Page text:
DIAMANDA GALAS @ QUEEN ELIZABETH HALL, LONDON
April 3 2008
It’s a motley crew sipping Pinot Noir from plastic in the foyer of
Queen Elizabeth Hall, and small wonder: from what little I’ve heard
about (and by) tonight’s performer, she’s likely to be filed under
‘niche’, if indeed she’s likely to be filed, which I doubt.
Personally, I’ve never dared slot ‘Defixiones: Will and Testament’
in between Free’s ‘Fire and Water’ and the eponymous debut album
The idea of Shirley singing "I’m only happy when it rains" on one side
and Paul singing "Alright now" on the other, while betwixt Diamanda
wails and screams in languages I don’t know about the Armenian genocide
does not sit well with me.
Tonight’s performance isn’t about genocide though, or about AIDS,
(another of Diamanda’s favourite topics), it’s about (as unlikely as
it may seem) love.
Ms. Galas’ latest collection, ‘Guilty, Guilty, Guilty’, is billed as
"a program of tragic and homicidal love songs and death songs", but
I haven’t heard it yet, so am earnestly hoping for a cover of Bobby
Goldsborough’s ‘Honey’. She specialises in covers, although ‘cover’
doesn’t really do her justice. Perhaps ‘deconstruction’ or simply
‘destruction’ would be closer to the truth? (And we’re not talking
Emma Bunton’s ‘Downtown’ here.)
Diamanda emerges from a successfully foreboding cloud of solid carbon
dioxide looking like she means business. If you can imagine Cruella
de Vil as painted by Hieronymus Bosch in his little-known monochrome
period, you’re close. She seats herself gracefully at the lone piano
on the large, empty stage, (careful not to sit on her hair), draws
back her long black, black sleeves revealing slender white, white
fingers, and without so much as a "Hello London!" begins tentatively
exploring the length of the keyboard, feeling it, playing with it,
and then attacking it quite savagely.
She got very angry once when a journalist said she didn’t improvise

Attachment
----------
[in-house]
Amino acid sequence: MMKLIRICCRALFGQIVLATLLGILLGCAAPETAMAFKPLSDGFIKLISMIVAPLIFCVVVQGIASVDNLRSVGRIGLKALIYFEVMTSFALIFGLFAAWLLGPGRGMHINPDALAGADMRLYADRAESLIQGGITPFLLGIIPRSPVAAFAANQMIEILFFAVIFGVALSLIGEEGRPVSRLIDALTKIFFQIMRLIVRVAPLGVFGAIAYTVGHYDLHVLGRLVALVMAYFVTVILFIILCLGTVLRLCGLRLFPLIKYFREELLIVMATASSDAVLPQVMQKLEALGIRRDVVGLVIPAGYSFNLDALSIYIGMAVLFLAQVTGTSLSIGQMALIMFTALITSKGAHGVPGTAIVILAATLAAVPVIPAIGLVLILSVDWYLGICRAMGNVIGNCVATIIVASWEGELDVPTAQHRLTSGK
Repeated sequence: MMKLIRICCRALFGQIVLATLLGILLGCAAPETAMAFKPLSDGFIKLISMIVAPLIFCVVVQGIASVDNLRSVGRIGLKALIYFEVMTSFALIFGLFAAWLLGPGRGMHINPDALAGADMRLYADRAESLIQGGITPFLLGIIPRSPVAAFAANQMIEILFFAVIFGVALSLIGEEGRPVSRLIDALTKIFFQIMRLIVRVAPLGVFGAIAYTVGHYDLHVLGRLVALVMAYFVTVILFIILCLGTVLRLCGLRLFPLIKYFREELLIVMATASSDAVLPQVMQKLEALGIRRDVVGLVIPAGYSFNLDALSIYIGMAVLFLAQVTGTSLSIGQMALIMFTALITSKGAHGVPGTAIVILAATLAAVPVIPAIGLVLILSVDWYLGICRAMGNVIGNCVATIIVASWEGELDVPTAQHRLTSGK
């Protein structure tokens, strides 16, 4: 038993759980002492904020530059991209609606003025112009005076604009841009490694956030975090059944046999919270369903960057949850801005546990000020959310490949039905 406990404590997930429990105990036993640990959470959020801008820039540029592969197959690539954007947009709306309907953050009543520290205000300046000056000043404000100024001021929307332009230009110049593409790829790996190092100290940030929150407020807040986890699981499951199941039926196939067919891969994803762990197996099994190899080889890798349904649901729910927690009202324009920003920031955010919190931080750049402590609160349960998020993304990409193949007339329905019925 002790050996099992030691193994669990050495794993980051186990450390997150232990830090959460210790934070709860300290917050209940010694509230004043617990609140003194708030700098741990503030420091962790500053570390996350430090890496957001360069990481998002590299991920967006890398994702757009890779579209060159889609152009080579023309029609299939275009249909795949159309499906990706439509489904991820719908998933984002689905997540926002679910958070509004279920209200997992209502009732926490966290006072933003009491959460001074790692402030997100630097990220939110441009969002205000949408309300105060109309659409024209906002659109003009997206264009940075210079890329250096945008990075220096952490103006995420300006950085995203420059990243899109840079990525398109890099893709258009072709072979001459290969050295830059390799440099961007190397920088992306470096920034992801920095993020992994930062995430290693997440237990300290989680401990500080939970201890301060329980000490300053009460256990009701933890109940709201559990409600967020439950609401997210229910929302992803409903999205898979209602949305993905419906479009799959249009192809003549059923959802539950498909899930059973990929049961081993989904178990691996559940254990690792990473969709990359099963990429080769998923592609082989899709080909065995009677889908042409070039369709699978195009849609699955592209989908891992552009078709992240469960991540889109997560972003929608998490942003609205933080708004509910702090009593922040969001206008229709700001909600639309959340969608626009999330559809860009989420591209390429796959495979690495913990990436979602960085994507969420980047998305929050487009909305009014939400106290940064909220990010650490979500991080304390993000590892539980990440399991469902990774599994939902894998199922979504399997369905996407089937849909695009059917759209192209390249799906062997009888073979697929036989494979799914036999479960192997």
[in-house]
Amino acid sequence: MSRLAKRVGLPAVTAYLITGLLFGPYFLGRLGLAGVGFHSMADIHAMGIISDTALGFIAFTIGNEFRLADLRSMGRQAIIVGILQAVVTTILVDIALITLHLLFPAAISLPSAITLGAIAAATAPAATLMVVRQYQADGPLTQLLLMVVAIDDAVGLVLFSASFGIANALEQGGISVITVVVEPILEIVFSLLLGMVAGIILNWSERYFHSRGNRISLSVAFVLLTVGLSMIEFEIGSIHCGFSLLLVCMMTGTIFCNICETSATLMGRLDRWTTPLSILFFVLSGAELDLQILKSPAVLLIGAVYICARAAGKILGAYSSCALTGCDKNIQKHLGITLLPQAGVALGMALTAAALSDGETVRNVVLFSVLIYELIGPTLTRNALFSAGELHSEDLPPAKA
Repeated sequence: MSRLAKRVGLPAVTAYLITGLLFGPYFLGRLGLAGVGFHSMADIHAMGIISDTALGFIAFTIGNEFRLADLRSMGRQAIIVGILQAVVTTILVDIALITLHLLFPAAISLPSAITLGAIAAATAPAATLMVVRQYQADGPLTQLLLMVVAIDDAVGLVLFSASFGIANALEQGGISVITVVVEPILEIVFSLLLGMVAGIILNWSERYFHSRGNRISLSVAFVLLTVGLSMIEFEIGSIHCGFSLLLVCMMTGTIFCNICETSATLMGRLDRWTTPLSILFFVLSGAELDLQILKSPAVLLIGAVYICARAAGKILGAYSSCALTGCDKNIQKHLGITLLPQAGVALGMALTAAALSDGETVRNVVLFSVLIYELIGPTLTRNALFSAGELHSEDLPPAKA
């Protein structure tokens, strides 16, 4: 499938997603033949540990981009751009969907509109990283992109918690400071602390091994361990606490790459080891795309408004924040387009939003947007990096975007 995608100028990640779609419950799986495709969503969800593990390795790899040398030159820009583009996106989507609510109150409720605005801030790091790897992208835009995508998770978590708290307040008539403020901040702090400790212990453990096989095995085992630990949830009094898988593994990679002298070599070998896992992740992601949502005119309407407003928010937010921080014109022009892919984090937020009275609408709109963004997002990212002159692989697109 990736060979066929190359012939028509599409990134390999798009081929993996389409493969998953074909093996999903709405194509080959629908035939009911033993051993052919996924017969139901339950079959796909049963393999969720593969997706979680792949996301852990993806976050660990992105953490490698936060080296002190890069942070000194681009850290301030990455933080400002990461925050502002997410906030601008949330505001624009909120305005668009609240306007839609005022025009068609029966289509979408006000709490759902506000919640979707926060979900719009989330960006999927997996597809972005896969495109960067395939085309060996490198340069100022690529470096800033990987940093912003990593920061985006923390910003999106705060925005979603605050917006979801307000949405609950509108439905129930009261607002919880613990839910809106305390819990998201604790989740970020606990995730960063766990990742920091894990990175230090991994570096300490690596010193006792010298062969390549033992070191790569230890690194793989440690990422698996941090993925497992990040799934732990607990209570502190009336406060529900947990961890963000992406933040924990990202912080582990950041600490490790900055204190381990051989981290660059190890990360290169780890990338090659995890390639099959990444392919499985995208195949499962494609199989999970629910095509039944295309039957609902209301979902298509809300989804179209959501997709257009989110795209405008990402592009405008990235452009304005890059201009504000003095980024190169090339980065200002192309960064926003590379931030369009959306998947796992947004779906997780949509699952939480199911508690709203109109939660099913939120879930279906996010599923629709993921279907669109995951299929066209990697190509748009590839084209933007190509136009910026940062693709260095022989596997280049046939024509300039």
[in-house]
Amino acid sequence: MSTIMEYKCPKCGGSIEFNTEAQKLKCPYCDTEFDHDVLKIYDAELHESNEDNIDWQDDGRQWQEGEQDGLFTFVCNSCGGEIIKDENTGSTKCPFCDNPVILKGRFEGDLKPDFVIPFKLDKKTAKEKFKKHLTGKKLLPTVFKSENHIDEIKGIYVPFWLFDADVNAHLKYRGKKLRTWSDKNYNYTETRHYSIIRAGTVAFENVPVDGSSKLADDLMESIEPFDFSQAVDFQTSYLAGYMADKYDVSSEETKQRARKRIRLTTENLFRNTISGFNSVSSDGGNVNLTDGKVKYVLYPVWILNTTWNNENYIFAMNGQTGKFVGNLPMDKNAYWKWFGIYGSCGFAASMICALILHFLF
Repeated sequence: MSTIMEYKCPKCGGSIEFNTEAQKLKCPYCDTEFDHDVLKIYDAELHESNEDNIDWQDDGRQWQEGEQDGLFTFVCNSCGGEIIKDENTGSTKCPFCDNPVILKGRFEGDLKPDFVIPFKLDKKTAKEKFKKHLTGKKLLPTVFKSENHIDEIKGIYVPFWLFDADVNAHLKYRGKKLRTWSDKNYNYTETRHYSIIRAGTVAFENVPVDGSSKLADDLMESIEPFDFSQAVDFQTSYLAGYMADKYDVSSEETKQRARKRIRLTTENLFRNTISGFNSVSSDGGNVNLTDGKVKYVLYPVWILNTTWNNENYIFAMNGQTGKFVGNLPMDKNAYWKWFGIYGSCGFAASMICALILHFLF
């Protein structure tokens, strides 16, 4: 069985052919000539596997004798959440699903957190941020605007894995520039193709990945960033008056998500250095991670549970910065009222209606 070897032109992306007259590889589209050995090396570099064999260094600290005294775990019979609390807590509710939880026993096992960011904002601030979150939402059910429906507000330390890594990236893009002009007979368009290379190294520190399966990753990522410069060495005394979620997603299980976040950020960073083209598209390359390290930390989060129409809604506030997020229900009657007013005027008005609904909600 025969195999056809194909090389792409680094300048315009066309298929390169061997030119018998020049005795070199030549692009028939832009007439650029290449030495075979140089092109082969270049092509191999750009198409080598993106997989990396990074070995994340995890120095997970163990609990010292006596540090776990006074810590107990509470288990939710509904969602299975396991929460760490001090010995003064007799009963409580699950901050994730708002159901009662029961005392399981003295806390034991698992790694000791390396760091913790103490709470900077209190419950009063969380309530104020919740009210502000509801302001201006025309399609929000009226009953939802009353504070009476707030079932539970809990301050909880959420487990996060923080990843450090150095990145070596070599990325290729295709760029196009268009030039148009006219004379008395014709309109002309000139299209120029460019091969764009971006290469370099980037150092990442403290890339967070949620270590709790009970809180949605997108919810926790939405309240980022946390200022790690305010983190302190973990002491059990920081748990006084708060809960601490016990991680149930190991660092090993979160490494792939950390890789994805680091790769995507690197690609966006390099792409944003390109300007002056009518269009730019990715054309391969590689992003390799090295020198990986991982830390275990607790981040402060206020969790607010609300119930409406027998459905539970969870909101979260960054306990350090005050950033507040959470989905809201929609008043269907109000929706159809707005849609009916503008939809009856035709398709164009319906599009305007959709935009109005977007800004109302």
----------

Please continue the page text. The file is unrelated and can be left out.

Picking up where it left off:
live. Now I’m no piano expert, but frankly I’d be pretty bloody
surprised if the death jazz, doom blues, creepingly monstrous, and
occasionally dainty technique we witness is anything but archaic
deities being channelled.
And her voice? Well, suffice to say I suggested to staff on my way
out that they might want to consider fitting the seats with belts,
and the audience with crash helmets. Not to say it’s not a thing of
beauty – it is – but Diamanda’s voice is like a natural disaster of
supernatural proportions. Insure your ears against acts of God. You
have been warned.
When ‘Gloomy Sunday’ was played in Hungary in the early 20th century
it apparently encouraged a spate of deaths, so much so that it became
known as ‘The Hungarian Suicide Song’. The desperate lyrics coupled
with the already crippling Curse of Turan were too much for the
miserable Magyars, and they topped themselves by the dozen.
Had they heard Diamanda’s rendering, perhaps it’d have done the
job for them. When Diamanda sings she is not a lone forsaken lover,
she is all forsaken love.
She sings in numerous languages too. French, being the only other one
I vaguely understood, and that was quite a pleasant song: I may even
have tapped my foot.
The rapturous applause that greets the end of each song is especially
fervent after one unrecognisable number. The chap next to me leaps up
and shouts "Σ’αγα&am p;#960;ώ!" so I assume it was
(or he is) Greek.
Anyway, smashing stuff.